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Destruction Of Historic Building Sparks Debate About Pakistan's History

The Ziarat residency before the attack...
The Ziarat residency before the attack...
A new debate has unfolded in Pakistan after a residence of the founder of the country was bombed and burned in a picturesque valley in southwestern Pakistan on June 15.

Some saw the blowing up of the summer retreat of Muhammad Ali Jinnah in the midst of juniper forests in Ziarat as a great loss because it was symbol of national heritage.

They viewed the attack on the Ziarat residency, as it is known, as an attack on the very foundation of Pakistan by Baloch separatists who are fighting for a homeland in the vast, resource-rich region that borders Afghanistan and Iran.

Others brushed it aside as the destruction of a colonial-era building favored by British administrators. They pointed out that it is more important to protect the restive province's beleaguered communities from terrorist violence rather than lament the loss of an historic building favored by British colonial rulers.

A Pashtun leader in Balochistan said that they viewed the building as a "symbol of slavery."

Akram Shah, a former lawmaker from the Pashtunkhwa Milli Awami Party, told "The Express Tribune" newspaper that the Ziarat residency "always reminded the Baloch and Pashtuns of the long period when they were the slaves" of the British Empire on the Indian subcontinent.

... and after
... and after
He added that they viewed it as nothing more than the former residence of the 19th-century British colonial ruler Sir Robert Sandeman.

Shah also criticized allies in the governing coalition for visiting the burned-out building while ignoring the victims of terrorist attacks in the provincial capital, Quetta. Those attacks killed some 25 people and were claimed by a Sunni extremist faction.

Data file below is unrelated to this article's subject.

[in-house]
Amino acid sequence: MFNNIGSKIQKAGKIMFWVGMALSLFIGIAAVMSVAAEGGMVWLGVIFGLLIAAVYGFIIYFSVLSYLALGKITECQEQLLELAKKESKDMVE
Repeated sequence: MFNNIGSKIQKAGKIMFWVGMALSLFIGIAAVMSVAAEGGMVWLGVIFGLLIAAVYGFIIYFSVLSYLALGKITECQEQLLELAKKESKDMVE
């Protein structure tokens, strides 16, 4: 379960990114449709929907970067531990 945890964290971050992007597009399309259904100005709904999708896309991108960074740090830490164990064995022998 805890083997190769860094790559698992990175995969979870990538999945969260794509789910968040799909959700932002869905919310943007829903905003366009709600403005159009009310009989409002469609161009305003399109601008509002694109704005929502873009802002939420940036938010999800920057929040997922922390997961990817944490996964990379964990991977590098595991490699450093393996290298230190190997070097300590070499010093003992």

Firefighters extinguish the fire that gutted the Ziarat residency.
Firefighters extinguish the fire that gutted the Ziarat residency.
Author Rasul Baksh Rais said he was "shocked" by Shah's statement. He wrote that, despite being built by the British, the Ziarat residency is part of the national heritage and a "symbol of honor" for many Pakistanis.

He questioned Shah's understanding of history and argued that the British essentially built the system that still sustains Pakistan.

"This [statement] really shows how our contemporary political leaders and representatives are ignorant of history, society, and even politics, which they practice more for power than any principle or public interest," he wrote.

"The New York Times" concluded that the attack on the Ziarat residency signified "the deep rifts in Pakistan where ethnic and nationalistic tensions are straining the national fabric."

-- Abubakar Siddique